POD HD boasts 22 of Line 6’s highdefinition virtual amps and over 100 effects from the company’s M-series stompbox modelers. The amp selection includes classic Fender, Marshall, and Vox models, as well as examples from Bogner, Engl, Hiwatt, Mesa/Boogie, Divided by 13, Dr. Z, Supro, Park, and Gibson. Next, pick from the 16 virtual speaker cabinets (from many of the same manufacturers), and then select one of eight mic models, from Shure and Sennheiser dynamics, to Royer and Coles ribbons and Neumann condensers.

The effects categories include distortion, modulation, dynamics, filtering, reverb, EQ, delay, and pitch change. There are common effects you’d expect, as well as a number of surprises. Looking for intelligent harmonization, tube-echo, vocal-formant filtering, octave-fuzz, or a sequenced filter? You’ve got ’em. But check out the Pattern Tremolo. It steps through four rhythmic cells at a tempo you select, and each cell can have 1 to 16 tremolo waves, stay level, or be skipped. It took only a minute to set up a repeating pattern that alternated between 16ths and quintuplets. Righteous!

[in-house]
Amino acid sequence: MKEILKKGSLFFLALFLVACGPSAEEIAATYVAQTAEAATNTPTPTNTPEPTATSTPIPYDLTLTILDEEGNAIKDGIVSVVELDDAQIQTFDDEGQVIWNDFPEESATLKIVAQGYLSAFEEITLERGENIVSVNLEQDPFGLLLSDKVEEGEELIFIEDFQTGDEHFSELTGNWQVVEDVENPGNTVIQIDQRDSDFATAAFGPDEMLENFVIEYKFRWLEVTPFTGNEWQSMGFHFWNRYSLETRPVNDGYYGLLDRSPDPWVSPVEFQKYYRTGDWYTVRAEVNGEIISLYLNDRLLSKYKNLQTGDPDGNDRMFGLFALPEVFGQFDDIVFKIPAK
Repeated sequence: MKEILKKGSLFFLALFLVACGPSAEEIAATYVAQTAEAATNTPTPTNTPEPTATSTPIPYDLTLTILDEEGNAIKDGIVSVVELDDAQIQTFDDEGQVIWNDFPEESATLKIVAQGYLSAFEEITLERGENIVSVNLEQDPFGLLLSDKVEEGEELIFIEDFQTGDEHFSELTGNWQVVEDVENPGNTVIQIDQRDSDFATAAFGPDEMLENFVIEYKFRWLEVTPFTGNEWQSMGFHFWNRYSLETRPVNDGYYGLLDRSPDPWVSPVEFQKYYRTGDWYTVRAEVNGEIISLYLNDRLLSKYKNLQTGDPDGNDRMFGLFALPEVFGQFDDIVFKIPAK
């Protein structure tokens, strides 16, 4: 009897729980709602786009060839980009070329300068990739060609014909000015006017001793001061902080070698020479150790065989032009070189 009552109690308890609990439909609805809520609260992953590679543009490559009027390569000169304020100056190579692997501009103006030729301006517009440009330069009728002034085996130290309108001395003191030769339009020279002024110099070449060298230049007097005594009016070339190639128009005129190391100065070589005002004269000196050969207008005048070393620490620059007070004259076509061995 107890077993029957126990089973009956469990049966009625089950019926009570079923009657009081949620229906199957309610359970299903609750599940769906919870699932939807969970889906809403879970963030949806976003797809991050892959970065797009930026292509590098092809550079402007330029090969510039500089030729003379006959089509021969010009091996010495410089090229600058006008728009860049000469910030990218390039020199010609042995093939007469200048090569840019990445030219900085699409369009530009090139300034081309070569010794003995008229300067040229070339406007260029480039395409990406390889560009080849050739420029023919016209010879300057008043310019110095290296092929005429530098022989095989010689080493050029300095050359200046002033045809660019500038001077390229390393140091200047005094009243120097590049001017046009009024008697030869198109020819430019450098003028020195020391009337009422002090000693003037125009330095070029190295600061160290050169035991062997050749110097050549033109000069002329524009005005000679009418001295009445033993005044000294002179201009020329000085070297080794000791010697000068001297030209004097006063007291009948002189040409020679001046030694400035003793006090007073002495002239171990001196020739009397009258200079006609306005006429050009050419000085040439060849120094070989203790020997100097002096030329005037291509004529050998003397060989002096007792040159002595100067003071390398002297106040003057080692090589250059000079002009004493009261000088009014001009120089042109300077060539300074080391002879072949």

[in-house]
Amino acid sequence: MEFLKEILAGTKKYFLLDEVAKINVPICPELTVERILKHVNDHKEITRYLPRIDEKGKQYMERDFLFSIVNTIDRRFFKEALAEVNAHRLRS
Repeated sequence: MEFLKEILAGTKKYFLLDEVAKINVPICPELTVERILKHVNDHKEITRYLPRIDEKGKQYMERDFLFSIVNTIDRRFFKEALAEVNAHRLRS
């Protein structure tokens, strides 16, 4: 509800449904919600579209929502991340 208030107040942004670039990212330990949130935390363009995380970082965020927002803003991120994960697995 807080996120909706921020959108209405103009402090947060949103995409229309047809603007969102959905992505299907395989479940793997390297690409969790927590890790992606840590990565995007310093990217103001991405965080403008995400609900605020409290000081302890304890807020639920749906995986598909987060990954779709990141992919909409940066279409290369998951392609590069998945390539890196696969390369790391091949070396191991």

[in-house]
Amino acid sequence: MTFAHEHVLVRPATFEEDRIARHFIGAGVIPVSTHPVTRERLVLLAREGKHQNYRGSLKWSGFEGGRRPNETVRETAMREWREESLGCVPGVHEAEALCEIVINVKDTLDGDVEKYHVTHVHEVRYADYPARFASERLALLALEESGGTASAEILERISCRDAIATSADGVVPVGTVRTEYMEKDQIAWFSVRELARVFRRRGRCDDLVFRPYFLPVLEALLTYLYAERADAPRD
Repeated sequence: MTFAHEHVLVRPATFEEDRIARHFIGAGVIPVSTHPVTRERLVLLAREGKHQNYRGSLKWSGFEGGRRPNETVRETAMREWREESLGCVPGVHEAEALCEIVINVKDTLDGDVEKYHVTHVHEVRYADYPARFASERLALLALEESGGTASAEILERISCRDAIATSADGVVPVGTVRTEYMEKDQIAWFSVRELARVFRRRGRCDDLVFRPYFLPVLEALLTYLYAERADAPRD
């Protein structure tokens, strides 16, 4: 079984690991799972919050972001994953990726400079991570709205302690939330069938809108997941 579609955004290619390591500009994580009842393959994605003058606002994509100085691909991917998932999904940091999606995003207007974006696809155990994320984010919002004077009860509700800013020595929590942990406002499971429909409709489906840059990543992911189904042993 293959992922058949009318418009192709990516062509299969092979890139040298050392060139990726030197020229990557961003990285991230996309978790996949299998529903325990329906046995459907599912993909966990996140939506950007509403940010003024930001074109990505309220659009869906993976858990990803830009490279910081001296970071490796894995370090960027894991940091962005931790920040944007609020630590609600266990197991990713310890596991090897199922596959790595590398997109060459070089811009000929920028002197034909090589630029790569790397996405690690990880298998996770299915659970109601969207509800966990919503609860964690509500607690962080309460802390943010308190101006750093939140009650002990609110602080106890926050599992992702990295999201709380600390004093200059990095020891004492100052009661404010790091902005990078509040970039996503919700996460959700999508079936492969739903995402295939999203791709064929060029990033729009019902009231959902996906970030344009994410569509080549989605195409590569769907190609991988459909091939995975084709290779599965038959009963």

The effects can be placed before or after the amps, in series or parallel. You also have the option of placing two amp models in parallel in the signal path. This allows you to create some very sophisticated sounds, especially if you take advantage of the unit’s stereo capabilities. Many of the factory presets demonstrate this very well, even if they might not be the most practical patches for your own music. The good news is that there are hundreds of user slots to save your own presets.

Connect the POD HD to your computer via USB and use it as an audio interface, or record directly to your favorite DAW.
While it’s really easy to assemble a signal path that fits your real-world preferences (e.g., a “Fuzz Pi” going into the vibrato input of a ’65 “Blackface” Fender Twin Reverb, miked off axis with a Shure SM57), at some point you’ll want to ditch your preconceptions and explore the vast sound potential of the POD HD. But the signal chain is only the beginning: You can get very deep into tone sculpting, and there’s a remarkable amount of detail available in the models. For example, in the amps you can adjust tube bias, sag, and even the frequency rate (50 or 60Hz) of the virtual AC hum found in the modeled vacuum-tube heater supply.